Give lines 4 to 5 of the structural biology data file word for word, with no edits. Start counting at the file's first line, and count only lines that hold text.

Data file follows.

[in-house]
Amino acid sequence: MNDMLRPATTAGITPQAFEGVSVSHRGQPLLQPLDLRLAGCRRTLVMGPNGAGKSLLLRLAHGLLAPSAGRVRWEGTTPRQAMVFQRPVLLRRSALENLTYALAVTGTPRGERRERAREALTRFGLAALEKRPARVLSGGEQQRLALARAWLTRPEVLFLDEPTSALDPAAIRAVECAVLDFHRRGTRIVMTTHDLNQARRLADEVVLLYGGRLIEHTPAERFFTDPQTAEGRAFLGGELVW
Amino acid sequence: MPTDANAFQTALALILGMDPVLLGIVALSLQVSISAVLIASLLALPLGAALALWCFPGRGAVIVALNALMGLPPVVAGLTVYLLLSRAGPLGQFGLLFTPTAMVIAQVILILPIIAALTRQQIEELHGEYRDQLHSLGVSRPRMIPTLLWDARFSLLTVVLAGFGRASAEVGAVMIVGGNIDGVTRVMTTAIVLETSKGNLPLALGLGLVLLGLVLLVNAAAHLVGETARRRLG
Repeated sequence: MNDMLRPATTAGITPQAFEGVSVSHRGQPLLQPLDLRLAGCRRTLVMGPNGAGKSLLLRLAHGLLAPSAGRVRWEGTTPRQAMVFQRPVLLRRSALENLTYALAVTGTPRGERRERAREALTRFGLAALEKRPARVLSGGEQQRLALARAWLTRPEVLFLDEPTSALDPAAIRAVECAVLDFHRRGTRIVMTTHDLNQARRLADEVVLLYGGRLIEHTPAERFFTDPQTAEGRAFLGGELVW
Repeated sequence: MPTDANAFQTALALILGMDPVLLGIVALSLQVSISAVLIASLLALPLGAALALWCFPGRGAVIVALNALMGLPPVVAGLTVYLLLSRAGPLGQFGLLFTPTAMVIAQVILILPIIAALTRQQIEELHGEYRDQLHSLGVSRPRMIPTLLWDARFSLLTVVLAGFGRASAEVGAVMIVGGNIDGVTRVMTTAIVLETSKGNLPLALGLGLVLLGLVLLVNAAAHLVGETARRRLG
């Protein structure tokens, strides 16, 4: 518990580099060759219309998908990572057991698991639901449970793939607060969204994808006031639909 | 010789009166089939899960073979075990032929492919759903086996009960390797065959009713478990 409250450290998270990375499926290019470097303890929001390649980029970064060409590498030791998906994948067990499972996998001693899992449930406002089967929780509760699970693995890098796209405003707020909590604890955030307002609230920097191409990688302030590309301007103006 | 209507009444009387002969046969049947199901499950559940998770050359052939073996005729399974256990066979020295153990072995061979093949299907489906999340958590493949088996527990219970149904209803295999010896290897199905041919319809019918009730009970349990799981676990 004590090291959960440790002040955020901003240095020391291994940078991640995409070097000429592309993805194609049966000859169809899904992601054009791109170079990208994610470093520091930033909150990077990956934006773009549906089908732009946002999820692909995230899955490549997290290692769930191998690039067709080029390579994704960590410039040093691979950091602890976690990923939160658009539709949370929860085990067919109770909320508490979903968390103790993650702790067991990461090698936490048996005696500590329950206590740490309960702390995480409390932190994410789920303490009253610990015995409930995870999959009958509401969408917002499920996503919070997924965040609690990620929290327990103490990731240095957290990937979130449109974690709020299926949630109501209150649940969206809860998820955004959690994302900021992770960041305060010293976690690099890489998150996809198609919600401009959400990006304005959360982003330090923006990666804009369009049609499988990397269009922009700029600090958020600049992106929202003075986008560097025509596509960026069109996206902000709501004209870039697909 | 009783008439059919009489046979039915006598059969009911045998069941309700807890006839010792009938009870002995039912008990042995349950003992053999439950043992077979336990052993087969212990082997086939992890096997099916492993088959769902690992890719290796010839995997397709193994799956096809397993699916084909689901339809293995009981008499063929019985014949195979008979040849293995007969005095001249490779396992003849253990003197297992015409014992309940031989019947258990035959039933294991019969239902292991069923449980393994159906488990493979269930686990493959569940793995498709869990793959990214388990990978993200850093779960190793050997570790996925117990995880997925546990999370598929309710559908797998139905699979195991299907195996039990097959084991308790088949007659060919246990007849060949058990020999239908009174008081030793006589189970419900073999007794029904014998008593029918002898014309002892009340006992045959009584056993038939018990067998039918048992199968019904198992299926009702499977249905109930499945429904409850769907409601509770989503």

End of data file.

Repeated sequence: MNDMLRPATTAGITPQAFEGVSVSHRGQPLLQPLDLRLAGCRRTLVMGPNGAGKSLLLRLAHGLLAPSAGRVRWEGTTPRQAMVFQRPVLLRRSALENLTYALAVTGTPRGERRERAREALTRFGLAALEKRPARVLSGGEQQRLALARAWLTRPEVLFLDEPTSALDPAAIRAVECAVLDFHRRGTRIVMTTHDLNQARRLADEVVLLYGGRLIEHTPAERFFTDPQTAEGRAFLGGELVW
Repeated sequence: MPTDANAFQTALALILGMDPVLLGIVALSLQVSISAVLIASLLALPLGAALALWCFPGRGAVIVALNALMGLPPVVAGLTVYLLLSRAGPLGQFGLLFTPTAMVIAQVILILPIIAALTRQQIEELHGEYRDQLHSLGVSRPRMIPTLLWDARFSLLTVVLAGFGRASAEVGAVMIVGGNIDGVTRVMTTAIVLETSKGNLPLALGLGLVLLGLVLLVNAAAHLVGETARRRLG